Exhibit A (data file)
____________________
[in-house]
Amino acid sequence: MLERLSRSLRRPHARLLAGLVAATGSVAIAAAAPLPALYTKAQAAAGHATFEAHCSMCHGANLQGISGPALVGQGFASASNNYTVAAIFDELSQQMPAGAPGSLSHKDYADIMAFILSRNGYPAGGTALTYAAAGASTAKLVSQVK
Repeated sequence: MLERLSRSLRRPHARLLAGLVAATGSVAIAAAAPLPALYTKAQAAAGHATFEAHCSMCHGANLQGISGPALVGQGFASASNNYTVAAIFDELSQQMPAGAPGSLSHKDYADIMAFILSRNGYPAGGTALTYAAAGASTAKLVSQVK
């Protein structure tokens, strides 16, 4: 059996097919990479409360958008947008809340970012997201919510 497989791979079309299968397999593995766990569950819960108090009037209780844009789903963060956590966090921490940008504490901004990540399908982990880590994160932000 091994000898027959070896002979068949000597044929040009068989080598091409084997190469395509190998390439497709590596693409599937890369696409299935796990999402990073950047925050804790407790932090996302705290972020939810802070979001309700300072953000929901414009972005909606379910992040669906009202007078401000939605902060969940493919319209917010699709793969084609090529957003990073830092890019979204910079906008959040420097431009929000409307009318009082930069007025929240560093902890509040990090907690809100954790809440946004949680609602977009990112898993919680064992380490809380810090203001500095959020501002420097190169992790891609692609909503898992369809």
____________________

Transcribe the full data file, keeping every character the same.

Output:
[in-house]
Amino acid sequence: MLERLSRSLRRPHARLLAGLVAATGSVAIAAAAPLPALYTKAQAAAGHATFEAHCSMCHGANLQGISGPALVGQGFASASNNYTVAAIFDELSQQMPAGAPGSLSHKDYADIMAFILSRNGYPAGGTALTYAAAGASTAKLVSQVK
Repeated sequence: MLERLSRSLRRPHARLLAGLVAATGSVAIAAAAPLPALYTKAQAAAGHATFEAHCSMCHGANLQGISGPALVGQGFASASNNYTVAAIFDELSQQMPAGAPGSLSHKDYADIMAFILSRNGYPAGGTALTYAAAGASTAKLVSQVK
């Protein structure tokens, strides 16, 4: 059996097919990479409360958008947008809340970012997201919510 497989791979079309299968397999593995766990569950819960108090009037209780844009789903963060956590966090921490940008504490901004990540399908982990880590994160932000 091994000898027959070896002979068949000597044929040009068989080598091409084997190469395509190998390439497709590596693409599937890369696409299935796990999402990073950047925050804790407790932090996302705290972020939810802070979001309700300072953000929901414009972005909606379910992040669906009202007078401000939605902060969940493919319209917010699709793969084609090529957003990073830092890019979204910079906008959040420097431009929000409307009318009082930069007025929240560093902890509040990090907690809100954790809440946004949680609602977009990112898993919680064992380490809380810090203001500095959020501002420097190169992790891609692609909503898992369809």